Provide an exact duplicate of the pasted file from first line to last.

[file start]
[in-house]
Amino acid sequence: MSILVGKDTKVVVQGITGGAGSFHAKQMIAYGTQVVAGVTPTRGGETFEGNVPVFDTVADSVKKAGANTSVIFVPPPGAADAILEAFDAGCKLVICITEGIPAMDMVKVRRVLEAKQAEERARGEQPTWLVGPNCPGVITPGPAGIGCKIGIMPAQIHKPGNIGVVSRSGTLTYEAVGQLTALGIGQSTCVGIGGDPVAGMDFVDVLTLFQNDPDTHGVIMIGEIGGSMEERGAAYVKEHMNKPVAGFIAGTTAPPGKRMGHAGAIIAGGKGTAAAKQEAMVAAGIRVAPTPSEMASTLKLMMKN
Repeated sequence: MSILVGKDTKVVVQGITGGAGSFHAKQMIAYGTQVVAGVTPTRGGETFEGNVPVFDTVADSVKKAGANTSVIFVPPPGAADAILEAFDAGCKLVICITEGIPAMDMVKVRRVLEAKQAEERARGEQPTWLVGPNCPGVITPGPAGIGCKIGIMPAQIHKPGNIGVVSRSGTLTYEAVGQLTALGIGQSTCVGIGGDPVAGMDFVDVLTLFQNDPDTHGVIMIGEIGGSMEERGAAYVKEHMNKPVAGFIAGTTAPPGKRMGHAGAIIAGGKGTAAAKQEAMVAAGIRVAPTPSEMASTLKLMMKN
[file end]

[in-house]
Amino acid sequence: MSILVGKDTKVVVQGITGGAGSFHAKQMIAYGTQVVAGVTPTRGGETFEGNVPVFDTVADSVKKAGANTSVIFVPPPGAADAILEAFDAGCKLVICITEGIPAMDMVKVRRVLEAKQAEERARGEQPTWLVGPNCPGVITPGPAGIGCKIGIMPAQIHKPGNIGVVSRSGTLTYEAVGQLTALGIGQSTCVGIGGDPVAGMDFVDVLTLFQNDPDTHGVIMIGEIGGSMEERGAAYVKEHMNKPVAGFIAGTTAPPGKRMGHAGAIIAGGKGTAAAKQEAMVAAGIRVAPTPSEMASTLKLMMKN
Repeated sequence: MSILVGKDTKVVVQGITGGAGSFHAKQMIAYGTQVVAGVTPTRGGETFEGNVPVFDTVADSVKKAGANTSVIFVPPPGAADAILEAFDAGCKLVICITEGIPAMDMVKVRRVLEAKQAEERARGEQPTWLVGPNCPGVITPGPAGIGCKIGIMPAQIHKPGNIGVVSRSGTLTYEAVGQLTALGIGQSTCVGIGGDPVAGMDFVDVLTLFQNDPDTHGVIMIGEIGGSMEERGAAYVKEHMNKPVAGFIAGTTAPPGKRMGHAGAIIAGGKGTAAAKQEAMVAAGIRVAPTPSEMASTLKLMMKN